Posted Sep 1, 2016 at Viet World Kitchen
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Believe it or not, one of my favorite Indian cookbooks is published by Betty Crocker. It was written by Indian food expert Raghavan Iyer and titled, Indian Home Cooking. The book title seemed modest but the 2001 work is full-color and loaded with practical information, including a detailed guide to buying the many kinds of legumes used in the Indian kitchen. There’s a super helpful photo identifying them so you don’t get confused at an Indian market. Based in the Midwest, Raghavan is a gifted teacher, someone I’ve known for years. He’s straightforward in explaining things and works to demystify Indian cuisine. Raghavan is also funny. I’ve seen him jump atop a demo table to show an audience how to properly straddle a coconut grater... Continue reading
Posted Aug 23, 2016 at Viet World Kitchen
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The cashier looked at me calmly but quizzically when I put all the fish sauce bottles on the conveyor belt. The customer behind me studied my choices and leaned in to ask, “Sister, you like these brands?” I was at one of my favorite Vietnamese markets in Orange County’s Little Saigon, Green Farm Market on Magnolia off the 405 freeway. It’s a medium-size market that my sister Linh turned me on to. I like the market for its selection of condiments. Green Farm Market seems to get slightly off-beat nuoc mam fish sauce brands that are not (yet) widely distributed. Their prices are also amazing. I told my husband that I was on a quest to find Son Fish Sauce, an artisanal fish sauce that... Continue reading
Posted Aug 18, 2016 at Viet World Kitchen
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It may already be hot pepper season where you live, but here in the coolish Monterey Bay where I am, August is the beginning of hot chile season. Now is when I get to harvest some hot peppers from my garden as well as buy them at our local farmers’ markets. Jonathan on Facebook asked me how to best use the summer’s bounty of chile peppers, and I got the idea to write a little something on it. First, how do you get your hands on some really good hot chiles? I’m not just talking about jalapeno and serrano, which are commonly found but unusual chiles that are offer fruity heat and fragrance. You want chiles with character. Summer is when the chile heat is... Continue reading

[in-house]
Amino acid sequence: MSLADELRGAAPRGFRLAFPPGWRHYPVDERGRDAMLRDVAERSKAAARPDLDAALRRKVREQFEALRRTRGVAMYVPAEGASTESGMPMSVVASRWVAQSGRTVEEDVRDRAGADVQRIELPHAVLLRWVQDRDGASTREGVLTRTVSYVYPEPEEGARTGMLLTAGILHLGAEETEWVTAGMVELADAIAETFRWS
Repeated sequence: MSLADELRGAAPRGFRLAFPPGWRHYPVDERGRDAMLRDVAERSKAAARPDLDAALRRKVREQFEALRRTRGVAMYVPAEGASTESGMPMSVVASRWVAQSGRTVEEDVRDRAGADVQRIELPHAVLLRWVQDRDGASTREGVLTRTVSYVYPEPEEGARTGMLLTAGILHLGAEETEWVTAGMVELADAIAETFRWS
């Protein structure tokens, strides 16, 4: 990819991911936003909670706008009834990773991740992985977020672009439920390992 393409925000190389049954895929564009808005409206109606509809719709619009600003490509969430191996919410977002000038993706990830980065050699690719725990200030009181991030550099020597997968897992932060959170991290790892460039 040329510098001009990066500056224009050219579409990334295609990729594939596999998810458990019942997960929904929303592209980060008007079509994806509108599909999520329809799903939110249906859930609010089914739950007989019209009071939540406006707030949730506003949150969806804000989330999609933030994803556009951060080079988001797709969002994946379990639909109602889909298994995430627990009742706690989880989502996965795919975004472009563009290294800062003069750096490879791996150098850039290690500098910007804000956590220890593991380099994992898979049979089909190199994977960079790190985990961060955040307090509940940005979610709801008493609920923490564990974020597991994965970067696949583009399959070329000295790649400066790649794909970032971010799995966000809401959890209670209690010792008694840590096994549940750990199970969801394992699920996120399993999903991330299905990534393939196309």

Posted Aug 9, 2016 at Viet World Kitchen
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I often buy cookbooks, peruse them for interesting recipes and ideas, then let the inspiration percolate in the back of my brain for a spell. These lamb burgers are one of them. The original recipe came from a smart, somewhat tongue-in-cheek book titled Lucky Peach Presents 101 Easy Asian Recipes, written by Peter Meehan and the editors of Lucky Peach magazine. The burgers are dead simple, though you need to have Sichuan peppercorns for a slight numbing effect in the meat. The flavors are borrowed from cumin lamb, a classic Chinese stir-fry. The authors have a cumin lamb recipe and follow it with “lamburgers”. If I were making hamburger-type sandwiches, I would have followed the recipe to sear sliced red onion and jalapeno or serrano... Continue reading